It's been marvelous. Governor Bush talks about the interests in Washington, I think he's gotten $700,000. Seven million dollars, people just coming in on the Internet and contributing to our campaign because they want reform. They want the government back and they want it back in their hands, and that's what this campaign is all about, and I'm exuberant about giving it to them.

WOODRUFF: We are now at the point where we would like all three of you to give your closing statement and we're going to begin -- and by the draw that was done before the program, Ambassador Keyes goes first.

KEYES: Yes, one question that came up tonight is worth answering -- why am I here?


KEYES: Well, you know what, the reason that I am honestly here is because with the majority of people in the Republican Party I am the sentimental favorite. I am the one you all listen to. You know I am saying what's in your heart.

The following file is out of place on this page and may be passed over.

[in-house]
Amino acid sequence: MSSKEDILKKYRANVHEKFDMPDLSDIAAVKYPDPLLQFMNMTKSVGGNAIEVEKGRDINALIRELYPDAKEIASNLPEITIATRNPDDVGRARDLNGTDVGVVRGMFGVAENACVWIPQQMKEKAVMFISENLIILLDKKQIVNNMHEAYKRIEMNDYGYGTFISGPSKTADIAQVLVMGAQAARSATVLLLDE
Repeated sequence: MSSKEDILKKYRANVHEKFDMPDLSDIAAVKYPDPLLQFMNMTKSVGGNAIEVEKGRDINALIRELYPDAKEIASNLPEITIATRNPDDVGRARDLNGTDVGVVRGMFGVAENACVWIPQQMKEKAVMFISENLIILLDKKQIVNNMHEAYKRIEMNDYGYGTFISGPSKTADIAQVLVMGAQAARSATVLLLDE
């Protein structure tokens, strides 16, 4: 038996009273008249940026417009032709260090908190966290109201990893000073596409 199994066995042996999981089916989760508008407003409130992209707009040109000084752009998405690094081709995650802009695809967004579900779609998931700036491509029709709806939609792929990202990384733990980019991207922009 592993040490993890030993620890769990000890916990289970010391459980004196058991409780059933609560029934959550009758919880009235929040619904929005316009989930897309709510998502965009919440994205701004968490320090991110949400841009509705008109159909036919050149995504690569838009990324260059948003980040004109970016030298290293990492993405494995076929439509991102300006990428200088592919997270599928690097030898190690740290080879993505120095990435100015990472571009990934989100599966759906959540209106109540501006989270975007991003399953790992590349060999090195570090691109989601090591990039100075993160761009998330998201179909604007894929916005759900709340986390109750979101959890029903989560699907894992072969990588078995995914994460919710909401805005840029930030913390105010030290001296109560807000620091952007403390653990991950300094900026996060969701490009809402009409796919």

You know that I speak the truth, the true bedrock conservatism, do it better than anybody who has appeared in these debates, and it's one of the reasons that my colleagues did not feel that they had the strength to stand up and say, kick him out, you see, because they know that, that would rouse your ire. But if it will rouse your ire, how come it doesn't inspire you to get out there in the voting booth and stand with the same integrity for what you believe that I stand with here in this arena?

Unless you, the voters of the Republican Party start to be willing to show that kind of integrity, our cause will be lost. These gentlemen won't win in the fall, because they don't have the courage of our convictions, and they will not effectively communicate that to the heart of the American people, and that's what we desperately need.

WOODRUFF: Senator McCain.

MCCAIN: As we approach next Tuesday, which may be a seminal event in this campaign, I hope you'll ask yourselves a couple of questions: Who is most fully prepared to be president of the United States? And who is most capable of winning a victory in November and defeating Al Gore?